Threat to Internet may be at new level if computer hackers have dangerous cyber warfare tools

Aug. 16, 2016
THE MIL & AERO COMMENTARY, 16 Aug. 2016. I hope everyone is enjoying the open nature and volume of information available today on the Internet, because what we have today just might not last because of new cyber threats.
THE MIL & AERO COMMENTARY, 16 Aug. 2016. I hope everyone is enjoying the open nature and volume of information available today on the Internet, because what we have today just might not last because of new cyber threats.

We're in a period of ubiquitous Internet use that extends far beyond the casual Web browser who checks the news, e-mail, and a few social media sites. Today we control our home lighting and utilities, carry out bank transactions, and undergo consultations and routine medical procedures with our doctors all over the Internet from our smart phones.

It's not just individuals doing this, either. Utilities control parts of the nation's power grid, banks move money and alter interest rates, and the military orders food and ammunition for the troops, all via transactions conducted over the Internet.

Is there anything we DON'T do over the Internet these days? We should enjoy it while we can.

In the future, I fear, we'll look back at these days as a past golden age of open information, convenience, and control over the Internet. The dark specter of cyber warfare and computer hackers threatens to transform today's digital paradise into scorched-Earth cyber desolation.

Related: DARPA eyes cyber security for Internet of Things (IoT) and embedded computing devices

We've all heard about hacker and cyber-attacks on fast-food restaurants, retail stores, and government agencies that could result in the theft of people's identities. Still, all we know about the cyber threat today may be only the beginning; things may about to get a lot worse.

I'm reading today that a computer hacker group called the Shadow Brokers may have stolen cyber warfare tools made by the creators of the sophisticated computer malware programs called Stuxnet, Duqu, and Flame. Stuxnet still is considered one of the most advanced computer worms ever created, and helped to disrupt Iran's nuclear program.

These cyber tools and malware may have been stolen from a group with connections to the U.S. National Security Agency (NSA) -- one of the most secretive and potent government agencies responsible for cyber security, encryption, and cyber warfare.

Is the NSA itself under cyber threat? Has that agency been compromised? If the NSA has fallen to cyber warfare hackers, then who's safe?

Okay, I know I'm probably being melodramatic. Those accounts may not be true at all; it all may be one big hoax. It's something to think about, though.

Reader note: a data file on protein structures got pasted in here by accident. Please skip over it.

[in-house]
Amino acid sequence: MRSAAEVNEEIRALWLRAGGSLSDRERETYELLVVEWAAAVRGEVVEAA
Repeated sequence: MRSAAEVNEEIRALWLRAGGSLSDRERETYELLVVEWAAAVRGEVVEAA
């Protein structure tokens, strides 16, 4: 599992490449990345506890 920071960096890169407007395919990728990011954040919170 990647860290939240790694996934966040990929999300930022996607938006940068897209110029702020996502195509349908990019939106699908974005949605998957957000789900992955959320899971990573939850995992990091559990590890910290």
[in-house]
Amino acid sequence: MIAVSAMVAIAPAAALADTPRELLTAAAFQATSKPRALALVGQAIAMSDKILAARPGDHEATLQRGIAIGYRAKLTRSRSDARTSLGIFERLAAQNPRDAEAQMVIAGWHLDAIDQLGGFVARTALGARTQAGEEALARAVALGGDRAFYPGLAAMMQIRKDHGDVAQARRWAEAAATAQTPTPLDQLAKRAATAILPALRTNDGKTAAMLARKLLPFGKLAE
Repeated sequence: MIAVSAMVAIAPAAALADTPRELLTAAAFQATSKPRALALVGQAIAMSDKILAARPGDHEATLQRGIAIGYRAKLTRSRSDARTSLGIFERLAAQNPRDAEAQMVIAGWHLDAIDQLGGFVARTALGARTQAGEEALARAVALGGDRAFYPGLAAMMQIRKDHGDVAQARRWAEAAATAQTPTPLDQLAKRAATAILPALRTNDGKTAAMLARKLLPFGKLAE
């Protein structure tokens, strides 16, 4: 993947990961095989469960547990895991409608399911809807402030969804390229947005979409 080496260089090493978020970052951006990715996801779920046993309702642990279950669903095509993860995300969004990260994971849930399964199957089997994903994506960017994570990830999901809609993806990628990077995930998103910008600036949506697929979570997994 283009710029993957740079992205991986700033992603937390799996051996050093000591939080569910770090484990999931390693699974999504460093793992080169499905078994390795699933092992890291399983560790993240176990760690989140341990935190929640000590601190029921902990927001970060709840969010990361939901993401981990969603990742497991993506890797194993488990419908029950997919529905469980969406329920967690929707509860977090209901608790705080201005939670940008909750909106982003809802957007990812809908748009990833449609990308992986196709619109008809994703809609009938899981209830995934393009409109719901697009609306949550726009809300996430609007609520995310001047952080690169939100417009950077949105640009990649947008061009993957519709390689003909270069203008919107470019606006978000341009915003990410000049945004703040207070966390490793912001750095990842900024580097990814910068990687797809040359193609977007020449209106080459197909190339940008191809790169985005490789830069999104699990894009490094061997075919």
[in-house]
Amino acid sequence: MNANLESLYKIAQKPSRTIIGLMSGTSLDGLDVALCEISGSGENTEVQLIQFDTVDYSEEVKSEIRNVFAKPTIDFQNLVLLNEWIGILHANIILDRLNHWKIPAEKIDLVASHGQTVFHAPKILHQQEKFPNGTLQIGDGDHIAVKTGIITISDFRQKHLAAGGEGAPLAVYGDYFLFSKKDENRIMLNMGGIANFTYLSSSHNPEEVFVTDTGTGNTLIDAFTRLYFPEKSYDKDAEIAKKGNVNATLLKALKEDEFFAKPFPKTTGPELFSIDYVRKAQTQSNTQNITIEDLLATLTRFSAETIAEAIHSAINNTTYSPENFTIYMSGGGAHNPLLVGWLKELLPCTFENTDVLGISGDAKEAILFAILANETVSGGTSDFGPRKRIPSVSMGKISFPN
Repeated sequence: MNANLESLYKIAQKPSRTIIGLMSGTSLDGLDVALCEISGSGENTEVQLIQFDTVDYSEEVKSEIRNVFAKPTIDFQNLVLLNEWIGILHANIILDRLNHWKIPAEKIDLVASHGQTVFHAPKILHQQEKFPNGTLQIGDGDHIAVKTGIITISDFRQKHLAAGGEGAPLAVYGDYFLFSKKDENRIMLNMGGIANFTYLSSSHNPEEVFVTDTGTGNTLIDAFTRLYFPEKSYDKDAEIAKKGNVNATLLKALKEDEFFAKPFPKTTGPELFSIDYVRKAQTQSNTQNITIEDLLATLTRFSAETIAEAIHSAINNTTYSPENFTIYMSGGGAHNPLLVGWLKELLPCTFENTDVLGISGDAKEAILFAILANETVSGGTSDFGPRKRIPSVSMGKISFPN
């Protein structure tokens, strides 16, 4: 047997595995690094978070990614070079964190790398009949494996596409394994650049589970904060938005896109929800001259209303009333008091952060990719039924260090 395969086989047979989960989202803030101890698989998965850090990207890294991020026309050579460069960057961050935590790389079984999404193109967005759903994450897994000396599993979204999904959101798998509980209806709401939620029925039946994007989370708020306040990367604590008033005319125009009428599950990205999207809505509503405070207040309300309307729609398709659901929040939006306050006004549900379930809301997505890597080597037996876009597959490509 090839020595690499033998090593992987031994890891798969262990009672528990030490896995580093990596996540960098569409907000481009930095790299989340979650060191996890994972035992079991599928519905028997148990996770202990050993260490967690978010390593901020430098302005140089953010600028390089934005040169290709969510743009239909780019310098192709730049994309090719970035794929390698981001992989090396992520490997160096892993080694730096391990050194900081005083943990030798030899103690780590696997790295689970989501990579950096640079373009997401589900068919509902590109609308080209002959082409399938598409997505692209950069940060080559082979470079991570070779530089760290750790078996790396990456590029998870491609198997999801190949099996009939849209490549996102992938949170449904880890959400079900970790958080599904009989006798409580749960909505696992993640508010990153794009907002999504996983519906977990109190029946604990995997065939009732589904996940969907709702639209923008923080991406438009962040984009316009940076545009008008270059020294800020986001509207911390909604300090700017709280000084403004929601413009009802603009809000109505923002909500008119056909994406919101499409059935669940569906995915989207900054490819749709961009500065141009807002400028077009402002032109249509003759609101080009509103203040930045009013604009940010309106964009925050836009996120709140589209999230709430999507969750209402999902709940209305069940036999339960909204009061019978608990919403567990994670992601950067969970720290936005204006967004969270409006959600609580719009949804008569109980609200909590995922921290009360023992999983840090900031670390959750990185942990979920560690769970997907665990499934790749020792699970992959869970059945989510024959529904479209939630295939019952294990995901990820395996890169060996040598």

Related: U.S. military's reliance on Internet could leave warfighters vulnerability to cyber attack

Let's consider what could happen if terrorists, others hostile to the U.S. and the Western World, or even nations hostile to the U.S. and the West got their hands on cyber warfare tools like Stuxnet, Duqu, and Flame.

Would electric utilities be safe? Could we trust our food and water supplies? Would our bank and retirement accounts still be there tomorrow? Could we count on accurate weather forecasting as the hurricane season drags on?

What about the U.S. military? Would our strategic reconnaissance satellites still work? Could we trust our intelligence data? Would our weapons-targeting systems still be reliable?

Now let's bring it back to the individual. Today we count on the Internet to bring us much of the information we need to conduct our lives every day. What if that were to go away?

Related: Internet of Things (IoT) market to reach $103.6 billion worldwide by 2018, analysts predict

I've read novels speculating that coordinated and sustained cyber-attacks resulting from a future war could dissolve the Internet into segregated and unconnected information ghettos -- some more reliable than others, some more dangerous than others, and none of them with information accurate enough to stake your life on.

In this cyber reality digital worms and viruses lurk around every corner. Disinformation is rampant to confuse, distract, and sew fear. The institutions we trust -- from government to the supermarket -- either turn on us or disappear altogether.

I remember as kid during the Cold War the "duck-and-cover" drop drills we had in school. Some kids were afraid that Russian bombers could appear overhead any minute. That was a time when nuclear bombs were the biggest threat, caused all kinds of anxiety, and even encouraged some to dig fallout shelters in their backyards.

Maybe today the biggest threats aren't nuclear bombs, but cyber bombs. Could a big cyber-attack bring the world we know to an abrupt halt?

Maybe. Maybe not. I do know that I'll sleep less soundly tonight knowing that some of the world's most vicious cyber weapons may be headed into the hands of terrorists or other U.S. adversaries.

Let's hope it isn't true.

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About the Author

John Keller | Editor

John Keller is editor-in-chief of Military & Aerospace Electronics magazine, which provides extensive coverage and analysis of enabling electronic and optoelectronic technologies in military, space, and commercial aviation applications. A member of the Military & Aerospace Electronics staff since the magazine's founding in 1989, Mr. Keller took over as chief editor in 1995.

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